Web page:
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Route of the Monasteries


San Pedro de Siresa.
About 45km. from Jaca. Take road C-314 to Puente La Reina and there take the turn-off that takes to Selva de Oza. Few kilometres after Echo, we find Siresa, where we can admire a lovely popular architecture. Despite the works it is possible to visit it

San Juan de la Peña.
About 25 km. from Jaca. Take road C-314 to Puente La Reina, then take the first turn-off to the left. We pass by Santa Cruz de la Serós, which conserves the remains of a female monastery from the 11th century, and finally we arrive at San Juan de la Peña.
We find two monasteries. Both of them are National Monuments: the upper one, Baroque from the 17th century, and the Romanesque monastery hewn into the rock and founded by the Benedictines in the 9th century.

The monastery is a National Monument located in Villanueva de Sigena (Huesca). It can be partially visited with a guide. Information about admission times is available in the monastery.
This solemn and huge female monastery was founded by Queen Doña Sancha, the wife of Alfonso II. It was the most important of its time in Aragón.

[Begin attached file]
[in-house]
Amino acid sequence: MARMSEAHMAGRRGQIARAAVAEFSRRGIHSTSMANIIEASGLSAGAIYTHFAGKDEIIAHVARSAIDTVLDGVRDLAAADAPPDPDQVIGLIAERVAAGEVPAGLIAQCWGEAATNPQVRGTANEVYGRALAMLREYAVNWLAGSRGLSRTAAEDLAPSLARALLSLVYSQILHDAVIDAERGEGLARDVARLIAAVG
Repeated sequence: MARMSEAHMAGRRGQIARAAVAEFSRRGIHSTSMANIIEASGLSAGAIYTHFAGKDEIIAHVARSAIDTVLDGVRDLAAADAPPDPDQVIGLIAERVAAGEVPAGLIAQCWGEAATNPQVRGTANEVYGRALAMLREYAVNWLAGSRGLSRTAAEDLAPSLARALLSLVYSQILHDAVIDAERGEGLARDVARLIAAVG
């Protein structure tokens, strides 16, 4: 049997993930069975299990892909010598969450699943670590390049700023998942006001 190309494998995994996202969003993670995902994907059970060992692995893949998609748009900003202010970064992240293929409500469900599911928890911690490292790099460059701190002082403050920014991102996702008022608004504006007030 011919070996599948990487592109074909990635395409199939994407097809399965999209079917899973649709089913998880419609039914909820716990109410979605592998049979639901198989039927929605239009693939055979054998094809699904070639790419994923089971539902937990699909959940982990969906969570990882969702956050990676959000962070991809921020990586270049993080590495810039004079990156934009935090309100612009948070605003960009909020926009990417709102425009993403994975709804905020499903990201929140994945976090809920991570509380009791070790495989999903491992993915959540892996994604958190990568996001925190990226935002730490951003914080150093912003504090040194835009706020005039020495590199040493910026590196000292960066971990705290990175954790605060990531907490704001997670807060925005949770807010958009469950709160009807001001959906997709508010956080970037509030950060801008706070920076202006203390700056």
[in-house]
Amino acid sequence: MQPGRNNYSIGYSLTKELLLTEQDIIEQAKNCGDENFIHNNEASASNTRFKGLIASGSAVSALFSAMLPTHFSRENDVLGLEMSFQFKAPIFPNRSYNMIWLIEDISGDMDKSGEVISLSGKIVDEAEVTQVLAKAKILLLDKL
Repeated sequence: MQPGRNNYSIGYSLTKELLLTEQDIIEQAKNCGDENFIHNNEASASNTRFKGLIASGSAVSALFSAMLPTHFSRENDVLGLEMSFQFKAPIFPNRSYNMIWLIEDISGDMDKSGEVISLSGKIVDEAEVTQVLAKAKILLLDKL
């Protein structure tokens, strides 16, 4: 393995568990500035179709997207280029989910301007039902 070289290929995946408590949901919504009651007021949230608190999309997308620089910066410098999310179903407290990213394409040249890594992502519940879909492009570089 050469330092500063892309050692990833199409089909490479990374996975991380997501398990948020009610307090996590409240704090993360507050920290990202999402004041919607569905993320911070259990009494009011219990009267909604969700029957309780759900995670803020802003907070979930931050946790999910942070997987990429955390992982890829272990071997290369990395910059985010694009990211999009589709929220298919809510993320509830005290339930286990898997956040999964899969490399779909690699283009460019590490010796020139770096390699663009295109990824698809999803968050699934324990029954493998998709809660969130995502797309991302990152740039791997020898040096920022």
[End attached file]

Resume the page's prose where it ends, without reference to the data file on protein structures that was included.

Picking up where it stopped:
It began to be built by the end of the 12th century, and it belonged to the Order of Saint John of Jerusalemn.
Apart from the nuns there was a group of monks in charge of the worship and of administration tasks, though they were under the prioress’ authority. The monastery is a Romanesque work, with some parts belonging to the transitional period to the Gothic style. It has a church, a cloister and the rooms, together with the Priory Palace. The church has a Latin cross plan with one nave, crossing with a surprising dome and apse with oven vaults. In the outside some decorations on the windows and the impressive doorway with fourteen archivolts are outstanding.


Santa María del Olivar.
Located in the Olivar Valley, 4 km. from Estercuel; 60 km. from Alcañiz by the road linking Tarragona and Alcolea del Pinar; 140 km. from Zaragoza; 120 km. from Teruel. The setting is a spot surrounded by trees on the banks of the river Escuriza.
Two different elements can be appreciated in the current building: the church and the convent, both of them forming a rectangular ensemble with Herrerian aspect. It is a National Monument.
In the 13th century, Don Gil de Atrosillo had the first hermitage built. Monks of the Merced Order lived there. The primitive hermitage soon became a Gothic church. In the 16th century some modifications were introduced following different styles: Mudejar, Aragonese Gothic and Renaissance. The work was finished in the 17th century.
The church has a single nave and two chapels on the sides. The apse is presided by the image of Santa María del Olivar. The original image was destroyed during the Civil War. A reproduction was made, and its face is a work by the sculptor Pablo Serrano.


79 km. from Zaragoza, between Borja and Tarazona, next to the village of Vera del Moncayo. It is a National Monument. The admission times are different in winter and summer.